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IWC Pilot’s Watch Chronograph Ref. IW377709


Pre-Owned IWC 43mm Pilot’s Watch Chronograph, Black Dial, Black Leather Strap, Ref. IW377709

The history of IWC’s Pilot’s Watch dates back to the early 20th century when the company began producing timepieces specifically designed for aviators. In 1936, IWC introduced the Special Pilot’s Watch, also known as the “Mark IX,” which featured a durable case, large Arabic numerals, and luminous hands for enhanced legibility. Throughout World War II, IWC supplied military forces with robust and accurate Pilot’s Watches, solidifying their reputation as a trusted timekeeping companion for pilots. Over the years, IWC has continued to innovate and refine their Pilot’s Watch collection, combining classic design elements with modern technology to create timepieces that embody both functionality and style for aviation enthusiasts and watch collectors alike.

This Pilot’s Watch Chronograph IW377709 features a robust 43mm stainless steel case, offering durability and a classic look. The black dial is accented by Arabic hour markers, providing clear readability and a timeless aesthetic. It includes day of the week and date references for practicality. Powering this timepiece is IWC’s in-house self-winding 79320 caliber movement, known for its reliability and precision, and featuring a chronograph function for added functionality. The watch is complemented by a black leather strap, adding a touch of elegance and comfort. It comes with the original box and papers dated 2018, ensuring its authenticity and value as a collectible item.

Only 1 left in stock

Categories: , , SKU: 210000006637

Additional information

Band Color


Band Material


Band Type


Box and Papers

Box and Papers





Case Material

Stainless Steel

Case Size





Date, Day, Chronograph


Screw Down

Crystal Material


Dial Color





43mm +


1-Year Watchworks Guarantee

Item ID0006637
Model #IW377709
Model NamePilot's Watch
Year Producedca. 2018
Serial Number5XXXXXX


What is in a name?  For IWC Schaffhausen, quite a bit.  While IWC is a Swiss watchmaker, the company retains the original name given it in 1868 by its American founder, the International Watch Company.  The 27-year-old manager of a leading watchmaker in Boston, Florentine Ariosto Jones envisioned the potential of combining Swiss watch making skills with American engineering and production.  He originally approached the region in Switzerland where most watchmakers were located, but they did not embrace his vision.  This may have been for the best, as an industrialist with watchmaking roots named Heinrich Moser had constructed a large dam on the river Rhine on the opposite side of Switzerland.  The young American’s vision of bringing modern manufacturing to the art of Swiss watchmaking found a receptive home in Moser’s town of Schaffhausen.  The International Watch Company also found a home.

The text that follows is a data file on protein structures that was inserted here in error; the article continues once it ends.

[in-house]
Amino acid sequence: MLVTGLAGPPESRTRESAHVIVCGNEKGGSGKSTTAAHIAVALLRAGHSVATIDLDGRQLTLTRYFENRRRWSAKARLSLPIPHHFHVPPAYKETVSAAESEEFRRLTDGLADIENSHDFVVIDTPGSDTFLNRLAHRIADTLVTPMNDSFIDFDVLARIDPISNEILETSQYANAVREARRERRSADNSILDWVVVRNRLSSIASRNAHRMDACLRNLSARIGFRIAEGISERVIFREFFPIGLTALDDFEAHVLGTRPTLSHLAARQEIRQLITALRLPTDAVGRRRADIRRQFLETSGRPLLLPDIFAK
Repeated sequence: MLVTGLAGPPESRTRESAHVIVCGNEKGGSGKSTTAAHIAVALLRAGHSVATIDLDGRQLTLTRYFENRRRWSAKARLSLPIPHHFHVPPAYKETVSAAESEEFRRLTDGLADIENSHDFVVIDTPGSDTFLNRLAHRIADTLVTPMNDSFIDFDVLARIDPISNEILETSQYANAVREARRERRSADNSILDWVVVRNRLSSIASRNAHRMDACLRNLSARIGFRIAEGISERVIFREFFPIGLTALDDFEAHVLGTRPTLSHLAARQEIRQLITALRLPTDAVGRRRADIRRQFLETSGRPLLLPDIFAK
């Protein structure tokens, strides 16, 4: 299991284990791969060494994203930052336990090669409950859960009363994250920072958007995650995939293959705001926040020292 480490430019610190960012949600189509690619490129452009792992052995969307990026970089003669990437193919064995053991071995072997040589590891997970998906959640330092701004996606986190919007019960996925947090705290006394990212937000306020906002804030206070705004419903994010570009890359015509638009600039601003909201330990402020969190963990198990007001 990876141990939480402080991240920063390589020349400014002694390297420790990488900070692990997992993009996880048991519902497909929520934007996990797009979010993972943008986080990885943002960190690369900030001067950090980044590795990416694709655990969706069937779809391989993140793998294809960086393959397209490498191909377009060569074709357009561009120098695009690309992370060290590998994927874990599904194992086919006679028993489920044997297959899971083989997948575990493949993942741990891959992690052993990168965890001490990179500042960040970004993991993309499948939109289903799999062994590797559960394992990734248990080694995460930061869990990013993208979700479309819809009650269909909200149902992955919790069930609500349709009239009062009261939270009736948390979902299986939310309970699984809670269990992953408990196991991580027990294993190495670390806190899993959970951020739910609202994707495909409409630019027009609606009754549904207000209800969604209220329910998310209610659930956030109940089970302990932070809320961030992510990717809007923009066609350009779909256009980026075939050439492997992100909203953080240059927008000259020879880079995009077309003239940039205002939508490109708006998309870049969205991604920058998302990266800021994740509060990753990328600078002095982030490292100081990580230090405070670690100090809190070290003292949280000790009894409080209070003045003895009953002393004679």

For several years, F.A. Jones built factories and made watches, but he eventually returned to America, at which point the Rauschenbach family took control of IWC; they would run IWC successfully for four generations.  IWC was known for producing watch components for other watchmakers and had several innovations, but the Portugieser watch, for which IWC is known, arrived in 1939.   Aware of IWC’s reputation, it was the result of two Portuguese businessmen’s request to produce a large sized wristwatch for the navy that would be as accurate as a marine chronometer.  Soon after in 1940, IWC produced other large watches for German pilots, which at over 46mm became known as the Big Pilot’s watch.   When in 1944, IWC produced a wristwatch for the British Army, its reputation as a manufacturer of military watches was secure.

Later in 1950, IWC introduced its first in-house developed automatic movement, which they used to power their new Ingenieur watch introduced in 1955.  The Ingenieur was subsequently redesigned in 1976 by Gerald Genta, the famed designer of the Audemars Piguet Royal Oak.   When the world soon became smitten with undersea exploration, IWC contributed the Aquatimer dive watch in 1967 that was water-resistant to 200 meters and used a rotating time bezel under the crystal.

Committed to its founding principles of combining modern industrial engineering with the art of watchmaking, IWC has introduced several innovations over the years, including producing a split-seconds chronograph with a simpler and durable movement, and during the height of the demand for quartz watches, a mechanical perpetual calendar movement with moon phase.  IWC ownership has changed hands several times over its history and it has evolved with the changing world, but it remains what it has always been, the International Watch Company in Schaffhausen, combining modern technology with the art of Swiss watchmaking.